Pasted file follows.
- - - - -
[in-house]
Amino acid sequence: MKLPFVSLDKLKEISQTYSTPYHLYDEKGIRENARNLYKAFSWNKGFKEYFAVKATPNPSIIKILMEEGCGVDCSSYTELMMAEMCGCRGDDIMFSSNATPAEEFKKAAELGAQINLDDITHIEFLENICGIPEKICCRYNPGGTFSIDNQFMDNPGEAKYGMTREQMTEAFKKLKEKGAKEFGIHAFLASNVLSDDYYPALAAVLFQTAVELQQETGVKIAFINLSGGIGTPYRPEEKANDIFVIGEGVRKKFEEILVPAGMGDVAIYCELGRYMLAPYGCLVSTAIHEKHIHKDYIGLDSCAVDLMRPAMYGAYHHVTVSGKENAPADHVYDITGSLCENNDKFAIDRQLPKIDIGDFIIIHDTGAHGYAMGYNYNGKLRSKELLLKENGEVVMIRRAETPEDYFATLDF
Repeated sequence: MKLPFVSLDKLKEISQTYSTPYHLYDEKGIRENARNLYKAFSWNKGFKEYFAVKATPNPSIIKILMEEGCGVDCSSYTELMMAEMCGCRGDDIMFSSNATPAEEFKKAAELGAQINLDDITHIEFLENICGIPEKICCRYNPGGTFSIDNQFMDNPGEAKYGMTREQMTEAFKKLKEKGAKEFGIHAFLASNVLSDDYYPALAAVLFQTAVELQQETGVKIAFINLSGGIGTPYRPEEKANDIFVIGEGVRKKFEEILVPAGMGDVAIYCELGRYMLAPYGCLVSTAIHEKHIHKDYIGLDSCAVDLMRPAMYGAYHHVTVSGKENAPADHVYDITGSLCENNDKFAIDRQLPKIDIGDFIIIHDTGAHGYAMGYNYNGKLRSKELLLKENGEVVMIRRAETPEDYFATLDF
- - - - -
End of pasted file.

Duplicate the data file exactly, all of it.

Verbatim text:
[in-house]
Amino acid sequence: MKLPFVSLDKLKEISQTYSTPYHLYDEKGIRENARNLYKAFSWNKGFKEYFAVKATPNPSIIKILMEEGCGVDCSSYTELMMAEMCGCRGDDIMFSSNATPAEEFKKAAELGAQINLDDITHIEFLENICGIPEKICCRYNPGGTFSIDNQFMDNPGEAKYGMTREQMTEAFKKLKEKGAKEFGIHAFLASNVLSDDYYPALAAVLFQTAVELQQETGVKIAFINLSGGIGTPYRPEEKANDIFVIGEGVRKKFEEILVPAGMGDVAIYCELGRYMLAPYGCLVSTAIHEKHIHKDYIGLDSCAVDLMRPAMYGAYHHVTVSGKENAPADHVYDITGSLCENNDKFAIDRQLPKIDIGDFIIIHDTGAHGYAMGYNYNGKLRSKELLLKENGEVVMIRRAETPEDYFATLDF
Repeated sequence: MKLPFVSLDKLKEISQTYSTPYHLYDEKGIRENARNLYKAFSWNKGFKEYFAVKATPNPSIIKILMEEGCGVDCSSYTELMMAEMCGCRGDDIMFSSNATPAEEFKKAAELGAQINLDDITHIEFLENICGIPEKICCRYNPGGTFSIDNQFMDNPGEAKYGMTREQMTEAFKKLKEKGAKEFGIHAFLASNVLSDDYYPALAAVLFQTAVELQQETGVKIAFINLSGGIGTPYRPEEKANDIFVIGEGVRKKFEEILVPAGMGDVAIYCELGRYMLAPYGCLVSTAIHEKHIHKDYIGLDSCAVDLMRPAMYGAYHHVTVSGKENAPADHVYDITGSLCENNDKFAIDRQLPKIDIGDFIIIHDTGAHGYAMGYNYNGKLRSKELLLKENGEVVMIRRAETPEDYFATLDF